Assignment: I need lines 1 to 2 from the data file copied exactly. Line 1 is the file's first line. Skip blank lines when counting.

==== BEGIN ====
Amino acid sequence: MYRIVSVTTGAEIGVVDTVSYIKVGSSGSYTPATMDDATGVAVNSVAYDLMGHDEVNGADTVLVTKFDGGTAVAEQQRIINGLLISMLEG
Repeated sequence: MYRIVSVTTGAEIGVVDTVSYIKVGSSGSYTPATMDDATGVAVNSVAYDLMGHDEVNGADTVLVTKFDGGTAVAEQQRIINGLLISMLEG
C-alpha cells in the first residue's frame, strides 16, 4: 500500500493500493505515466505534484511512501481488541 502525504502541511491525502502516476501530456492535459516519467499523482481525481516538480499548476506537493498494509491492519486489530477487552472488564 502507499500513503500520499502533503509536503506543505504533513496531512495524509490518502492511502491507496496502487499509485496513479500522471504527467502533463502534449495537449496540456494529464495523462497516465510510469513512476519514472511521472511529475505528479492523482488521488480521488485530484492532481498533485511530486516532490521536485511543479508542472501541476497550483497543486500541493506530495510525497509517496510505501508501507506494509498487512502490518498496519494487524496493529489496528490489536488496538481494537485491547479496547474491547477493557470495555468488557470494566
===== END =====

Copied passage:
Amino acid sequence: MYRIVSVTTGAEIGVVDTVSYIKVGSSGSYTPATMDDATGVAVNSVAYDLMGHDEVNGADTVLVTKFDGGTAVAEQQRIINGLLISMLEG
Repeated sequence: MYRIVSVTTGAEIGVVDTVSYIKVGSSGSYTPATMDDATGVAVNSVAYDLMGHDEVNGADTVLVTKFDGGTAVAEQQRIINGLLISMLEG